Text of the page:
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Tutorial How to PXE Boot Linux & Windows using Syslinux

This tutorial will walk you through the process of setting up a PXE boot server on your Synology NAS. By the end of this guide you should be able to boot any legacy PC from your NAS into Linux or Windows.

I might consider adding UEFI support to the guide once its finished however it has its caveats. Syslinux cannot boot Windows in UEFI boot mode due to the way Windows handles EFI boot security so a UEFI PXE server can only really boot Linux without chainloading custom PXE firmwares which is way beyond the scope of this guide.

I'm creating this because the process is not very well documented for Synology NAS systems. The intent is to create a guide which outlines the full procedure from start to finish so hopefully others can have success like I did. This process has taken me over a week of piecing together bits of information from various guides and, as needed, adjusting them to fit Synology DSM.

Its important to remember that DSM runs on Linux so all file and folder names are case sensitive. For example "Clonezilla.iso" is not the same as "clonezilla.iso" and confusing the two will result in errors.

00: Prerequisites


You'll need a PC running either Linux or Windows* (Windows is required if you want to boot Windows from PXE)
(*Note: I'm running Windows so the guide will be focused around instructions for that OS however nothing I do in the guide is so specific that it cannot easily be translated to Linux if that's what OS you are running.)
A Synology NAS (mines a 218+ but model shouldn't matter at all) running DSM 6.
A copy of the Syslinux download files (I used V6.04).
A copy of a Linux Distro of your choice. I will use Clonezilla as my example.
A WinPE bootable ISO (creating this is outside the scope of this guide however I will link to the MS tech net article on how its done).
Notepad++ (optional but highly recommended).
Software that can extract ISO files, I use WinRAR, you can use whatever (heck even Windows explorer).
A basic understanding of networking, IP addresses and DHCP. You'll need your Gateway IP and be able to understand how DHCP address reservation works.
Also a basic understanding of how your OS and DSM works. I'm not going to cover every fine detail otherwise we'd both be here for hours.

01: Setting up the NAS for booting Linux

We need to start on the NAS.

First we need to create a shared folder to act as our TFTP Root. Open DSM then go to Control Panel > Shared Folders > click Create > click Create again > enter "pxe" for the name and click Next 3 times leaving everything else default.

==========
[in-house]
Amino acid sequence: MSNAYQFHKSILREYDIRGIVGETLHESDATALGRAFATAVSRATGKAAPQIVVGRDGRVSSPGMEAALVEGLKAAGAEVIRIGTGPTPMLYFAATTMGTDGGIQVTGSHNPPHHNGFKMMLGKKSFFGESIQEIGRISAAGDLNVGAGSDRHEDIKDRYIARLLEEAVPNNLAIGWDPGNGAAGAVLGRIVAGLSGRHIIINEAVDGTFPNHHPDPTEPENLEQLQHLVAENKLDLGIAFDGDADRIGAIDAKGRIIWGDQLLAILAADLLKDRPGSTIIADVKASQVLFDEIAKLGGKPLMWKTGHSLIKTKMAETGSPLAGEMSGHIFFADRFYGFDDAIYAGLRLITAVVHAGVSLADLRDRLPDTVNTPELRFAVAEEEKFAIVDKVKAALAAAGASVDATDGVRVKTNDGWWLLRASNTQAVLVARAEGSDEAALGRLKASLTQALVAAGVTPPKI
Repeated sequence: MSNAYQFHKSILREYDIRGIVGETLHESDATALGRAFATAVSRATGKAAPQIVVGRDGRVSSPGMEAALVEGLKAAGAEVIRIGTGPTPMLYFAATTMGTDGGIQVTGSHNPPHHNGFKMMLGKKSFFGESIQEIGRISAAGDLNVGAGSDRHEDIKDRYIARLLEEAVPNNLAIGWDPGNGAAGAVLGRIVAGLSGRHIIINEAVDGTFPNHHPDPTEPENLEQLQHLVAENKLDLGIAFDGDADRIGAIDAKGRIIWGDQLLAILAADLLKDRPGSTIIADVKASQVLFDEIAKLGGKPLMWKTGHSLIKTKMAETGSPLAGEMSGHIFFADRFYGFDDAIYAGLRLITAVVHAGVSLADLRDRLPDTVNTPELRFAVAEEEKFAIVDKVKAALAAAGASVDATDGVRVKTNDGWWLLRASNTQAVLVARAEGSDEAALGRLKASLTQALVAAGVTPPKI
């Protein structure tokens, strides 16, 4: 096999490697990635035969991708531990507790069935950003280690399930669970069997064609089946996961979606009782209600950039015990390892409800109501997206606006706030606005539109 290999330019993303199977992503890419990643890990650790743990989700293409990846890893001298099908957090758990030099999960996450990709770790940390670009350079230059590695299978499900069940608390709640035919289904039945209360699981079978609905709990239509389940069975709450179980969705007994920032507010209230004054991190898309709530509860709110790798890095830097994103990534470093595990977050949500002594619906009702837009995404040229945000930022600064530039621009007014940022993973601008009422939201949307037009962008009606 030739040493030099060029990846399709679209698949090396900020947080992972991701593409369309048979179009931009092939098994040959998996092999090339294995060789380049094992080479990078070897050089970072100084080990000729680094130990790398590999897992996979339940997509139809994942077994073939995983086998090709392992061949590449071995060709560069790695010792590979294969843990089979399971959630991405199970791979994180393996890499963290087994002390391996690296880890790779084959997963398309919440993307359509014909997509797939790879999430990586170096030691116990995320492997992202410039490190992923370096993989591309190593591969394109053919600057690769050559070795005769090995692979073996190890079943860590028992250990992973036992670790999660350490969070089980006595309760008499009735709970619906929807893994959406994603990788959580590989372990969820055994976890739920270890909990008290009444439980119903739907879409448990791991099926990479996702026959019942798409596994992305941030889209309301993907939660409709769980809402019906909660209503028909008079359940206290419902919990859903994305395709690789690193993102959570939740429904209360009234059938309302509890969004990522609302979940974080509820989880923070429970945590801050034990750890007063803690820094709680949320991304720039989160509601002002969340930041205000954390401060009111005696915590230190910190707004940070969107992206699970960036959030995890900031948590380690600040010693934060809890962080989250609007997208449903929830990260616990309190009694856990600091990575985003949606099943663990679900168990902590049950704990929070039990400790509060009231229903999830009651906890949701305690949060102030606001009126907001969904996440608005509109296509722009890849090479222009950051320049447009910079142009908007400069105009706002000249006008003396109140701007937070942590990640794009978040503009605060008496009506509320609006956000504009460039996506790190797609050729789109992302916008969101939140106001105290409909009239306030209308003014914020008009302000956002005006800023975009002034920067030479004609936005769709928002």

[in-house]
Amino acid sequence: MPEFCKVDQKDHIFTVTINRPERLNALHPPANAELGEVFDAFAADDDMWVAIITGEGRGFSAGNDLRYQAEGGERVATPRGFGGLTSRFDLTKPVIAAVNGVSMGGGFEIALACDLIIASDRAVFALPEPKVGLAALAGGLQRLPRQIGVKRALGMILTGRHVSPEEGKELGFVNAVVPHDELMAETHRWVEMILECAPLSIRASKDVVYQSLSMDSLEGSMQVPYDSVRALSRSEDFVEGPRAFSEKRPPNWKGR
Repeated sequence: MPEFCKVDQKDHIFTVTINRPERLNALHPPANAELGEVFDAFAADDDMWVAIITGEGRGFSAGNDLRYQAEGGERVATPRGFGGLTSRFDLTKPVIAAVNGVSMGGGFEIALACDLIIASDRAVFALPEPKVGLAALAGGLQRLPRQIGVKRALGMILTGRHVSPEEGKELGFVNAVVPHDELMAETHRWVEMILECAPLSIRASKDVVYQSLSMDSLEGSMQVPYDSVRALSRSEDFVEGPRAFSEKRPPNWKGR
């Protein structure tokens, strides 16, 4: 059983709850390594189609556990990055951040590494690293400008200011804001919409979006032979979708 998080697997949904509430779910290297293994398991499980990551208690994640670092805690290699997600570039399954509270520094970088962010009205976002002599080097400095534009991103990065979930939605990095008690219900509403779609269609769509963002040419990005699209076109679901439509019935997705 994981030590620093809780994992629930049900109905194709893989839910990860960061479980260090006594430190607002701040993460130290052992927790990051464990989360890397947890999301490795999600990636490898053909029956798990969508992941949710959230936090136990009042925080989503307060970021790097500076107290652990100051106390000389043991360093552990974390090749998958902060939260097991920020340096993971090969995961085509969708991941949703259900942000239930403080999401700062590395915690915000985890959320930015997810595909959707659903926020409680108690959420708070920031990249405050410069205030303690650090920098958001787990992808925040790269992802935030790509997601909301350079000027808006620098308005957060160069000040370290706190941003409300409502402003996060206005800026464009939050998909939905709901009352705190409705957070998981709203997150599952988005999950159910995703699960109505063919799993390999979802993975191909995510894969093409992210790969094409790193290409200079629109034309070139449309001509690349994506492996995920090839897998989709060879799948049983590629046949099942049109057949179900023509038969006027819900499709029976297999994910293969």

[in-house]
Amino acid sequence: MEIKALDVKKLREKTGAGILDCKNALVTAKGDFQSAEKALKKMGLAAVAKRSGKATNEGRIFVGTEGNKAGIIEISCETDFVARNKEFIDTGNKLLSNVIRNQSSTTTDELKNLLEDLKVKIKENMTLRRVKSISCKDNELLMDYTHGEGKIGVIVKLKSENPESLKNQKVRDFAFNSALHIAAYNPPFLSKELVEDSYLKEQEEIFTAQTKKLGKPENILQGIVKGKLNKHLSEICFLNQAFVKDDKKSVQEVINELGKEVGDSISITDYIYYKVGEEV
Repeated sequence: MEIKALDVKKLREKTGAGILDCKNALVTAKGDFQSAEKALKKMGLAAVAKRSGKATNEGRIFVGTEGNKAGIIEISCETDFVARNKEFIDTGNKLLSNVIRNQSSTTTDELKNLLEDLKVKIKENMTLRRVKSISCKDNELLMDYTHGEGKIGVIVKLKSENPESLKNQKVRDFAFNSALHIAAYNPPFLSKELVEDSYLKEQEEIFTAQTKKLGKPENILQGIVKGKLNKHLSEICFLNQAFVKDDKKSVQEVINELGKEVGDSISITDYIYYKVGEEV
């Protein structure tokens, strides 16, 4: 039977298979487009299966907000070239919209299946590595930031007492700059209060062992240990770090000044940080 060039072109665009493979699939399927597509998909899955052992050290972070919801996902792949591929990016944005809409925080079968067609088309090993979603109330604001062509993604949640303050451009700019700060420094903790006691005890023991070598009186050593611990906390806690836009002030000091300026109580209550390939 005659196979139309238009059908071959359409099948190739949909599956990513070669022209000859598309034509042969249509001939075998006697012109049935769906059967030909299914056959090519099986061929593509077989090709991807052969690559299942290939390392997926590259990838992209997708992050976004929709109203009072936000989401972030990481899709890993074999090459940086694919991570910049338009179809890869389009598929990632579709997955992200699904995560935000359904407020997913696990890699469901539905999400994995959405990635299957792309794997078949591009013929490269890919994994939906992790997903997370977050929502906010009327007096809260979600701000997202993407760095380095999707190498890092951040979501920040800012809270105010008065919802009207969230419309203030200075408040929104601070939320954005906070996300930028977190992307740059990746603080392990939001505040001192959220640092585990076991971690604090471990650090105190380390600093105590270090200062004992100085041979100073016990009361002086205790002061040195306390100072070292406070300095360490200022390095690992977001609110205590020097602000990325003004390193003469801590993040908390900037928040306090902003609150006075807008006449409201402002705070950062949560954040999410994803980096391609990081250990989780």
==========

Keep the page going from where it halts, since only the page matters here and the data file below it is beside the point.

For permissions just make sure your main Synology user has read/write access since we will need to mount this share to add files to it. Permissions for PXE booting don't really matter here since the TFTP server will handle those for us.

Next you need to make some adjustments to your Router. This is a process I cannot help you with since every router is different but you need to access your routers firmware page, open the DHCP server settings and change the range of reserved values from xxx.xxx.xxx.2 - xxx.xxx.xxx.255 to xxx.xxx.xxx.2 - xxx.xxx.xxx.199. For example my routers Gateway IP is 192.1.68.1.1 so I set its DHCP server to reserve from 192.168.1.2 to 192.168.1.199. I believe this step is not strictly necessary since modern DHCP servers can co exist on the same subnet but I did it on mine anyway.

Now head back to DSM and lets set up DHCP. Open Control Panel > DHCP Server. Click Enable then select the DHCP server in the list and click Edit. Set the Primary DNS field to your routers Gateway IP then click Add, in the Start IP and Finish IP fields you want to add the addresses we unreserved earlier. In my case it was Start IP - 192.168.1.200 and Finish IP - 192.168.1.255 (note yours might not be the same as mine but will be the same as your gateway IP but with the last block of digits changed). Netmask is 255.255.255.0 and Gateway IP is your Gateway IP. Click OK twice.

The last thing to do on DSM (for now at least) is to configure TFTP. Open Control Panel > File Services > TFTP then tick Enable TFTP service. Click browse and point DSM to the "pxe" folder we created earlier and click Apply.

That's it for DSM for now. We cannot actually configure PXE until it has something to boot from.

02: Adding files to boot from

Start by mounting the "pxe" folder we created in part 1 into Explorer. I won't cover how to do that, you should know.

Download Syslinux from the link in prerequisites and extract it to a folder on your Desktop. Open the folder you just extracted and from here you need to copy the following 6 files onto the root of the "pxe" share.

1) bios\com32\elflink\ldlinux.c32
2) bios\com32\libutil\libutil.c32
3) bios\com32\modules\linux.c32
4) bios\memdisk\memdisk (that's not a typo, the file is called memdisk and has no extension)
5) bios\com32\menu\menu.c32
6) bios\core\pxelinux.0

Once those files are copied create a folder called "pxelinux.cfg" (again not a typo, that's a folder with a period in the name) and another folder called "clonezilla".

Now the "pxe" folder should contain those 6 files you copied, a folder called "pxelinux.cfg" and another folder called "clonezilla".

Next go and grab the Clonezilla ISO and extract its contents to a folder on your desktop. Open the folder and again you need to copy some files into your "pxe" share however this time you want to put them in the "clonezilla" folder you created.